Magazine article The Spectator

The Philosophy of Modern Britain: I Must Have It and I Must Have It Right Now

Magazine article The Spectator

The Philosophy of Modern Britain: I Must Have It and I Must Have It Right Now

Article excerpt

It's not all doom and gloom, then. A new study suggests that we are turning into aborigines - or Indigenous Australians, to use the more acceptable term. Various anthropological investigations have depicted aborigines as being remarkably cheerful, laid-back and contented, all of which are admirable qualities. They also have a tendency to defecate wherever they are standing, according to one of the first investigations (1929) into their behaviour, from the Hungarian psychoanalyst and anthropologist, Geza Roheim. When nature calls, Roheim asserted, the aborigine simply squats and has done with it; he has not the slightest notion of deferred gratification. He is, in all possible meanings of the phrase, easygoing.

So too with our children. A new study sponsored by the Association of Teachers and Lecturers insists that there has been an enormous rise in the number of children attending infant school still wearing nappies. The younger classrooms are, these days, a noisome quagmire of urine and faeces, according to the ATL. Some teachers are required to attend to the incontinence of their charges nine times a day, thus detracting from the hours which they can spend teaching the others how to glue toilet rolls together and properly appreciate the totally legitimate aspirations of transgendered persons. Some schools have even started classes for parents showing them how to - and, crucially, why they should - train their kids not to take a crap the very second the notion occurs, but to wait a while.

Of course, teachers spend a lot of time whining about children and parents to the press, sometimes to mask their own manifest inadequacies. But this one has the ring of truth about it, I think. And the unpleasant duties thus imposed upon the teachers are not the worst of it; they are simply the turtle's head of the problem, if you will.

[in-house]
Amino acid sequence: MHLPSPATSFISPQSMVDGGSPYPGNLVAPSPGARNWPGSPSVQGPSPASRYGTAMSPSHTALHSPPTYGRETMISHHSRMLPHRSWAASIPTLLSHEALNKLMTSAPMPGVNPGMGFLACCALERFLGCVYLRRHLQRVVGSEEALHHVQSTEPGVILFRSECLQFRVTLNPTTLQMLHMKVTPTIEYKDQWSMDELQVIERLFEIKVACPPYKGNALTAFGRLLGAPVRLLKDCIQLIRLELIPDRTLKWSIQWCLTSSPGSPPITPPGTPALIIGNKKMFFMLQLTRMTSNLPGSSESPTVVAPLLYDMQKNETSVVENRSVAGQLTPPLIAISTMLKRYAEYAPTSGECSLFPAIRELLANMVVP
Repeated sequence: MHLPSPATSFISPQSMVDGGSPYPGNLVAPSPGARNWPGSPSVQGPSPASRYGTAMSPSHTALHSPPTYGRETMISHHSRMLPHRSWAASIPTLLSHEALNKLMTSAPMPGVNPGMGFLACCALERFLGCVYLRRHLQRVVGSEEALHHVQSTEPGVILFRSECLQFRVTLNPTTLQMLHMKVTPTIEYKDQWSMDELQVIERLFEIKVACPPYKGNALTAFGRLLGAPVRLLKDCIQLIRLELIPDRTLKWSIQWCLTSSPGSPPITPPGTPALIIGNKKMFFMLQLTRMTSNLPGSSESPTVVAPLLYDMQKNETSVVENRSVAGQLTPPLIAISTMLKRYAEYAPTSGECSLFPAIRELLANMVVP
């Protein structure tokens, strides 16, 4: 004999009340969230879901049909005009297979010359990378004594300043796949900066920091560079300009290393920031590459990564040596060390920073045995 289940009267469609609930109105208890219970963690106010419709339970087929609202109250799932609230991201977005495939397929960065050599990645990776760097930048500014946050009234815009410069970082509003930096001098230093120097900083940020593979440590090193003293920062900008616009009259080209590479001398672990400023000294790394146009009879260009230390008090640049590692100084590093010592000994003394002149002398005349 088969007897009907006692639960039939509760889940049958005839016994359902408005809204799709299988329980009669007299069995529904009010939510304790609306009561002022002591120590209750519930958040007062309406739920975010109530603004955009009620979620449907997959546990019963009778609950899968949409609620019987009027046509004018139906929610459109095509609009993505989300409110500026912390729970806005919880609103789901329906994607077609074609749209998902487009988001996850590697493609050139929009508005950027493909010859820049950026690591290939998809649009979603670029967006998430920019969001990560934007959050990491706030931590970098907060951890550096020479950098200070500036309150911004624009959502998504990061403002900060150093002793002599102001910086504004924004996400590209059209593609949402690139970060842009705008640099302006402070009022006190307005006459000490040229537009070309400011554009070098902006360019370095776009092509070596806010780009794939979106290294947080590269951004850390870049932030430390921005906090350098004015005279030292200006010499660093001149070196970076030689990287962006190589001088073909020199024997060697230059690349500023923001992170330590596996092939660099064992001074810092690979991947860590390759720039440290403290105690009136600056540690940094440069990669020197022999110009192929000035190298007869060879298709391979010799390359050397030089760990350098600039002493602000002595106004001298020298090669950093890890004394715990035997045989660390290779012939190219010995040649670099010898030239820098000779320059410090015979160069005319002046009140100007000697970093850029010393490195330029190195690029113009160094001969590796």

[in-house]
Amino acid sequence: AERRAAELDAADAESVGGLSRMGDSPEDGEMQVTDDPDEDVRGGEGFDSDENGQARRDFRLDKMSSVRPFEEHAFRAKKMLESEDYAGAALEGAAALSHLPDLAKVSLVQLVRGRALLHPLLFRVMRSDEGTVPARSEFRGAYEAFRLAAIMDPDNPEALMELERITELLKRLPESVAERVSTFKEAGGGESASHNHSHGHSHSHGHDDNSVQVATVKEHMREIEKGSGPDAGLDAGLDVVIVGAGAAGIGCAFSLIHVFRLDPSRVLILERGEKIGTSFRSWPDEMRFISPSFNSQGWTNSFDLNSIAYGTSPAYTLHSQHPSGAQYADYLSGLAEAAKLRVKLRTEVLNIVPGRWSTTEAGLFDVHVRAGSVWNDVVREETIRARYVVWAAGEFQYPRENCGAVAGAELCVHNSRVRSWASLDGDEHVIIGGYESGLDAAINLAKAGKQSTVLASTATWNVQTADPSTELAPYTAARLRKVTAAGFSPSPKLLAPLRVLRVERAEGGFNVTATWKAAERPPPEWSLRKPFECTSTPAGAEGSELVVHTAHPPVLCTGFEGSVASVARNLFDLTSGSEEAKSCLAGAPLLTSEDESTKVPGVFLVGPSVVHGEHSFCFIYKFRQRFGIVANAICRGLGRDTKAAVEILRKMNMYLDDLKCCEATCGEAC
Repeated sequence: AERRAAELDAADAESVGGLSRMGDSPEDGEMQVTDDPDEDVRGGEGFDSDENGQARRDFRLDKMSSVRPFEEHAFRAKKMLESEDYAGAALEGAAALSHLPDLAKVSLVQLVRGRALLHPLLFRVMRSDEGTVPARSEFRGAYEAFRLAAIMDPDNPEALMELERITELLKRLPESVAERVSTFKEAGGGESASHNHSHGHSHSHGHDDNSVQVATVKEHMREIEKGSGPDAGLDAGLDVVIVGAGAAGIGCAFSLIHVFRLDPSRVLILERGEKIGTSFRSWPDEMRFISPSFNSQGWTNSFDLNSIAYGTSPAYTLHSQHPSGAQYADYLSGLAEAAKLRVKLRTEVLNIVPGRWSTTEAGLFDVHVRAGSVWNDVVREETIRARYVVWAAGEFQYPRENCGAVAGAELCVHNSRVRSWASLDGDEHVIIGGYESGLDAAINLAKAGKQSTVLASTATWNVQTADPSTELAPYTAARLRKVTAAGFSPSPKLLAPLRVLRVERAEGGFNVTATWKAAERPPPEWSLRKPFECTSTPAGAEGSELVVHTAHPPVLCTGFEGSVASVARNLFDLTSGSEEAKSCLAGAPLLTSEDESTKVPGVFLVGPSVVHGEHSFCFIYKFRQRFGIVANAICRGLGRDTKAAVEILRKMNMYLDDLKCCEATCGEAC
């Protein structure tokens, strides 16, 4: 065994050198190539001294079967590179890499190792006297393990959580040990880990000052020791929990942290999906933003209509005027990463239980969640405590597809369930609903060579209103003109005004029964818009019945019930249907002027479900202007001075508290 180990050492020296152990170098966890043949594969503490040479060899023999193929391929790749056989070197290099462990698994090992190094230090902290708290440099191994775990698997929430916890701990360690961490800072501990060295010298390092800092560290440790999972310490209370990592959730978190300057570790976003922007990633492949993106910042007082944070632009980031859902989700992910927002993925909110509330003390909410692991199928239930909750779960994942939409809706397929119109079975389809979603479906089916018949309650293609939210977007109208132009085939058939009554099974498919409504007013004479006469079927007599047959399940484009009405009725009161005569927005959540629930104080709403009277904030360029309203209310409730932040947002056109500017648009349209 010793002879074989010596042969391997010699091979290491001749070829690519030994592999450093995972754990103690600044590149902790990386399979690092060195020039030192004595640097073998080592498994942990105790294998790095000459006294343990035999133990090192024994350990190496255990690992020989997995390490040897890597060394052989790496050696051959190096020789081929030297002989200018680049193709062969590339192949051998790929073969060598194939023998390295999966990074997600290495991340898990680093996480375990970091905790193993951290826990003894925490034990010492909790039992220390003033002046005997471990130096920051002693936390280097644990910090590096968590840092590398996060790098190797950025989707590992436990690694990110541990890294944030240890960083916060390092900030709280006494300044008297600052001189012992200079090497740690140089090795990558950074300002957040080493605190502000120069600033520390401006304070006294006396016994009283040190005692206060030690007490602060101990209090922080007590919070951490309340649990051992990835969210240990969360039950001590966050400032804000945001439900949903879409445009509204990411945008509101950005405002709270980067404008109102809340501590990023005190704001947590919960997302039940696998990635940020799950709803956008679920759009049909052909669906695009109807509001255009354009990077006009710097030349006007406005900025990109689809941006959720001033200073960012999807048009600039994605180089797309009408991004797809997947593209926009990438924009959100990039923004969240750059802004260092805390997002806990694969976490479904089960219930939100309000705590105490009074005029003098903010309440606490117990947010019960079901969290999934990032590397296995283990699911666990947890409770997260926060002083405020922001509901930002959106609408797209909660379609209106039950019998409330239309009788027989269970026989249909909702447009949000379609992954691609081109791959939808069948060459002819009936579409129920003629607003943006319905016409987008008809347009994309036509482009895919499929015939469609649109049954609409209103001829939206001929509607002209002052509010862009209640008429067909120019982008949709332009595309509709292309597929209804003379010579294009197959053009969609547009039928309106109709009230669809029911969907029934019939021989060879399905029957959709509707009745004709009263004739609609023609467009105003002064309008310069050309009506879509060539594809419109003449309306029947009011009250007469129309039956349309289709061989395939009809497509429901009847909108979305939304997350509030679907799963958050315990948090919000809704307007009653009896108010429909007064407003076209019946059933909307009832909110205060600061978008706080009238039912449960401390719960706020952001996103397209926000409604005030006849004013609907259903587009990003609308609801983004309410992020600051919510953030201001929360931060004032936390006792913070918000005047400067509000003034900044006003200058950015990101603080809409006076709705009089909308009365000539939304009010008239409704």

The Arrernte people studied by Roheim (and referred to by him as the Aranda) lacked any notion of time, but also, by extension, any concept of the benefits of deferred gratification. As a consequence, agriculture and cultivation was wholly beyond them;

they could not understand the point of doing some hard work now and reaping the rewards six months hence. Or even six hours hence. They lived, Roheim implied, for the moment and only for the moment.

So it would seem to be with our latest generation of Britons - and indeed the last generation of Britons. Over the last 30 years the notion of deferred gratification, the idea that it is something worth practising, has disappeared almost entirely. Children cheerfully crapping themselves in the classroom is but one symptom; there are countless others.

The epidemic of obesity, for example. The extraordinary amount of private - and, in a more psychologically complex sense, public - debt. Our world-beating rates of teenage pregnancy and, to a slightly lesser extent, the enormous rise in the rates of divorce. Even down to such arcane matters as the dominance of pop music, with an easily acquired hook presenting itself to the listener within 30 seconds, or the ubiquity of drug and alcohol abuse, or the popularity of the National Lottery (indeed its very existence). …

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